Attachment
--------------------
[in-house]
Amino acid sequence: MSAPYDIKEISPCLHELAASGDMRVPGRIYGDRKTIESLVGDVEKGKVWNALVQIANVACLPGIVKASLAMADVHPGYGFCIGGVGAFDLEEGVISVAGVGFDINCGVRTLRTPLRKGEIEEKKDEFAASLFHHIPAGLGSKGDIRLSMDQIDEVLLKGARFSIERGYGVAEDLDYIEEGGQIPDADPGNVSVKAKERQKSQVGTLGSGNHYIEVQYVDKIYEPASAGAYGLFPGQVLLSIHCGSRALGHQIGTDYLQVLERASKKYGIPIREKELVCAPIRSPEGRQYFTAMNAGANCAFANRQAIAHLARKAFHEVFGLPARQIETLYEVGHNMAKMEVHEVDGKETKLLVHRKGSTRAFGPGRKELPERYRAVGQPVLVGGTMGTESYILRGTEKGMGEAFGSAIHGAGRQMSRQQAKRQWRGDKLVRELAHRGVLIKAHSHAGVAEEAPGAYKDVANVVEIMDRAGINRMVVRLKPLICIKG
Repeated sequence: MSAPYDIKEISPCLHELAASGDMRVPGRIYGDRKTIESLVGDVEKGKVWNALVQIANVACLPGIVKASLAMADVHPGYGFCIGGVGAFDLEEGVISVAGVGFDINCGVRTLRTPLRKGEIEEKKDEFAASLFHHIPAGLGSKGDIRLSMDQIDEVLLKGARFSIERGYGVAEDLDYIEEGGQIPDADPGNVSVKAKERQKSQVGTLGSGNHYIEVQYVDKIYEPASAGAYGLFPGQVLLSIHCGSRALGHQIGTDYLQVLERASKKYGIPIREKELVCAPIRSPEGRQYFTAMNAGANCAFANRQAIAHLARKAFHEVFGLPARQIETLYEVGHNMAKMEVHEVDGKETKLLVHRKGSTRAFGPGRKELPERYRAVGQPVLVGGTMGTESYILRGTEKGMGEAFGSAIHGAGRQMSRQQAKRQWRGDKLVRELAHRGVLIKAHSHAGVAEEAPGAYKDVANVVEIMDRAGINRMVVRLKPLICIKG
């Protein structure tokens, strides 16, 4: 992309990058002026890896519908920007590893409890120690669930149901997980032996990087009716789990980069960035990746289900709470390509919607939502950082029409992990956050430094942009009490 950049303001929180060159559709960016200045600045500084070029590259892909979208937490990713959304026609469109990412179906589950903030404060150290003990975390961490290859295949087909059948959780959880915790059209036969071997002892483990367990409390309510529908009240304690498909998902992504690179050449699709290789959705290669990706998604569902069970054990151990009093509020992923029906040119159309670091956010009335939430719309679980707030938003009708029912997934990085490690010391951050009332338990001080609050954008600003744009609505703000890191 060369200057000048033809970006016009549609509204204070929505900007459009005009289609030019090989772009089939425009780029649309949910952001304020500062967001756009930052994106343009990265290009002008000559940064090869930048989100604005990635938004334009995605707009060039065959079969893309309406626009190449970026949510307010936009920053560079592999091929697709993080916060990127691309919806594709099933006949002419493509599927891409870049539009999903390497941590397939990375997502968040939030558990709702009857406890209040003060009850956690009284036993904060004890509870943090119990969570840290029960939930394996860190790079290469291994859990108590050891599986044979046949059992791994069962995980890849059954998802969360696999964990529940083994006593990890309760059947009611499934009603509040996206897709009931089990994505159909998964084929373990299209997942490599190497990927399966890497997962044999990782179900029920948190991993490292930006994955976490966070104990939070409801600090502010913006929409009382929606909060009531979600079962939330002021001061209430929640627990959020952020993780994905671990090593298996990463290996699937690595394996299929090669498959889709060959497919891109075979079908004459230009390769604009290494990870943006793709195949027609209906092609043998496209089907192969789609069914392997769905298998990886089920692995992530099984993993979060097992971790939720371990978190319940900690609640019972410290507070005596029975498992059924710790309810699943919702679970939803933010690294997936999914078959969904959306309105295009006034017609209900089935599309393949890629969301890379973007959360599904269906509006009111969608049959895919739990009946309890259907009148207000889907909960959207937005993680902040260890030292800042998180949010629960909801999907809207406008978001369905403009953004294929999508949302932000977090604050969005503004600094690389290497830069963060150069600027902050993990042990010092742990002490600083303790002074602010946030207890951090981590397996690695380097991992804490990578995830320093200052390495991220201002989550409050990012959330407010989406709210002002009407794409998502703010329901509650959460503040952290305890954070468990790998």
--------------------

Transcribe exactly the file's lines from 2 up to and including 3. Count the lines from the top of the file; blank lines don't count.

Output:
Amino acid sequence: MSAPYDIKEISPCLHELAASGDMRVPGRIYGDRKTIESLVGDVEKGKVWNALVQIANVACLPGIVKASLAMADVHPGYGFCIGGVGAFDLEEGVISVAGVGFDINCGVRTLRTPLRKGEIEEKKDEFAASLFHHIPAGLGSKGDIRLSMDQIDEVLLKGARFSIERGYGVAEDLDYIEEGGQIPDADPGNVSVKAKERQKSQVGTLGSGNHYIEVQYVDKIYEPASAGAYGLFPGQVLLSIHCGSRALGHQIGTDYLQVLERASKKYGIPIREKELVCAPIRSPEGRQYFTAMNAGANCAFANRQAIAHLARKAFHEVFGLPARQIETLYEVGHNMAKMEVHEVDGKETKLLVHRKGSTRAFGPGRKELPERYRAVGQPVLVGGTMGTESYILRGTEKGMGEAFGSAIHGAGRQMSRQQAKRQWRGDKLVRELAHRGVLIKAHSHAGVAEEAPGAYKDVANVVEIMDRAGINRMVVRLKPLICIKG
Repeated sequence: MSAPYDIKEISPCLHELAASGDMRVPGRIYGDRKTIESLVGDVEKGKVWNALVQIANVACLPGIVKASLAMADVHPGYGFCIGGVGAFDLEEGVISVAGVGFDINCGVRTLRTPLRKGEIEEKKDEFAASLFHHIPAGLGSKGDIRLSMDQIDEVLLKGARFSIERGYGVAEDLDYIEEGGQIPDADPGNVSVKAKERQKSQVGTLGSGNHYIEVQYVDKIYEPASAGAYGLFPGQVLLSIHCGSRALGHQIGTDYLQVLERASKKYGIPIREKELVCAPIRSPEGRQYFTAMNAGANCAFANRQAIAHLARKAFHEVFGLPARQIETLYEVGHNMAKMEVHEVDGKETKLLVHRKGSTRAFGPGRKELPERYRAVGQPVLVGGTMGTESYILRGTEKGMGEAFGSAIHGAGRQMSRQQAKRQWRGDKLVRELAHRGVLIKAHSHAGVAEEAPGAYKDVANVVEIMDRAGINRMVVRLKPLICIKG